I’m feeling a lot of TRANSITION in the air lately. Lots of changes and new paths. While exciting, it also can feel really unsettling and complicated during the transition. To be honest, there are times when I’m on a high … and times when I simply want to puke from the uncertainty of it all. Kinda like being on a roller coaster!
Recently, my yoga teacher Mark walked us through his own transition to let go of his regular Monday night class that he has taught for YEARS.
In fact, it was his Monday night class that got me through my first year of change when I moved from New York to Massachusetts so I was particularly sad that he was letting it go. His class was my anchor and rock. I liked the class so much that my husband Steven started coming. We made it into our date night and looked forward to it weekly.
Well, time’s change and season’s change and Mark realized that he was starting to DREAD his Monday night class because he was starting to miss out on his kids’ evening activities (he’s a single dad to his two sons). They were getting older and needed him in new ways. He didn’t want to DREAD every Monday evening as he felt pulled in too many directions.
He also wondered if he’d REGRET his choice to let his class go. He had really built a following and it’s hard to just walk away from something that’s played an important role in your life (and your income).
Oh, the dichotomy … when faced with a choice to keep things as they are or follow your gut about what you need right now, we so often wonder if we’ll REGRET the change.
Can you relate?
Well, on Mark’s final Monday night class, he shared a beautiful poem during savasana that lingered with me long after that class ended.
I share it with you now to give you something to ponder as we move into a new season, a new reason for being, and a reminder that YOU get to design your life any way you choose. It’s a beautiful part of being a human being.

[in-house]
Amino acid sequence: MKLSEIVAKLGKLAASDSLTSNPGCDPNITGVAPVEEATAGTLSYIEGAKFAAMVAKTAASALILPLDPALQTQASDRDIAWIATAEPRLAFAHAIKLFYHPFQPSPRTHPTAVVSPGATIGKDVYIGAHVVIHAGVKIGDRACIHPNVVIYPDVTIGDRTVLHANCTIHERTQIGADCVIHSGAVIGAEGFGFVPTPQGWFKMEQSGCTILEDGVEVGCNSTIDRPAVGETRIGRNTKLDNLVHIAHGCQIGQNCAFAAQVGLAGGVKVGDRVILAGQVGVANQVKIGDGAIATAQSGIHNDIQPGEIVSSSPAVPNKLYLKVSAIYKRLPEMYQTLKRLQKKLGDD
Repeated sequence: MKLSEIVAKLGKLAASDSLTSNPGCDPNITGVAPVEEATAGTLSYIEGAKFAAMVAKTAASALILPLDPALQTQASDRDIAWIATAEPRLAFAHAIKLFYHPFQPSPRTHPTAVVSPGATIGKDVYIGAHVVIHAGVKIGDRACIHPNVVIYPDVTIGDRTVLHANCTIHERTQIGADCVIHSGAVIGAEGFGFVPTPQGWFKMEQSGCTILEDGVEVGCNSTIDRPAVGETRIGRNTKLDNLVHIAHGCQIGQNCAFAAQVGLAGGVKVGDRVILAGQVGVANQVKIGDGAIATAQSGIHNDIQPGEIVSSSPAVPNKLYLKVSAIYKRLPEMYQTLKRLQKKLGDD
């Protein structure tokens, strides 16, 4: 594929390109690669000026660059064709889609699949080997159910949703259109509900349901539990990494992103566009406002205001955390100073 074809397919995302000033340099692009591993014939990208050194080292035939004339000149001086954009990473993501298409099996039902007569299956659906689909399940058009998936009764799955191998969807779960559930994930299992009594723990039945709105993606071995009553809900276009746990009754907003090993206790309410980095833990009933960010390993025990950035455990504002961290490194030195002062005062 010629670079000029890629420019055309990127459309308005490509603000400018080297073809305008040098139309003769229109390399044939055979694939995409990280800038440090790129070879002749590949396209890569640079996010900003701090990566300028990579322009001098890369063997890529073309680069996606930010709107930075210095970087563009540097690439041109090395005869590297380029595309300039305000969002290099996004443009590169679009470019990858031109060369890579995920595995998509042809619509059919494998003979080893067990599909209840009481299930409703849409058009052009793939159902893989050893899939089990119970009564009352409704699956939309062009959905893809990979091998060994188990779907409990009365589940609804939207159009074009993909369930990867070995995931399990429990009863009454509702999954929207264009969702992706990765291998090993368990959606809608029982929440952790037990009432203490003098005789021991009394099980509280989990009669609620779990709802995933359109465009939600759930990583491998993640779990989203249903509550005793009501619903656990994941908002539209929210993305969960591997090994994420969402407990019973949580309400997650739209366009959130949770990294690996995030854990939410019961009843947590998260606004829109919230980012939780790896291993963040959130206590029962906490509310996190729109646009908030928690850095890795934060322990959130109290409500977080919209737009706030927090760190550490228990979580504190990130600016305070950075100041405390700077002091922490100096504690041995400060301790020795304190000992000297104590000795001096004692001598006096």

is a short, evocative and achingly beautiful word; an elegy to lost possibilities even in its brief annunciation, it is also a rarity and almost never heard except where the speaker insists that they have none, that they are brave and forward looking and could not possibly imagine their life in any other way than the way it is. To admit regret is to understand we are fallible: that there are powers in the world beyond us: to admit regret is to lose control not only of a difficult past but of the very story we tell about our present; and yet strangely, to admit sincere and abiding regret is one of our greatest but unspoken contemporary sins.
The rarity of honest regret may be due to our contemporary emphasis on the youthful perspective; it may be that a true, useful regret is not a possibility or a province of youth; that it takes a hard-won maturity to experience the depths of the emotion in ways that do not overwhelm and debilitate us but put us into a proper, more generous relationship with the future. Except for brief senses of having missed a tide, having hurt another, having taken what is not ours, youth is not yet ready for the rich current of abiding regret that runs through and emboldens a mature human life.
Sincere regret may in fact be a faculty for paying attention to the future, for sensing a new tide where we missed a previous one, for experiencing timelessness with a grandchild where we neglected a boy of our own. To regret fully is to appreciate how high the stakes are in even the average human life; fully experienced, regret turns our eyes, attentive and alert to a future possibly lived better than our past.
From Readers’ Circle Essay, “Regret”
©2011 David Whyte
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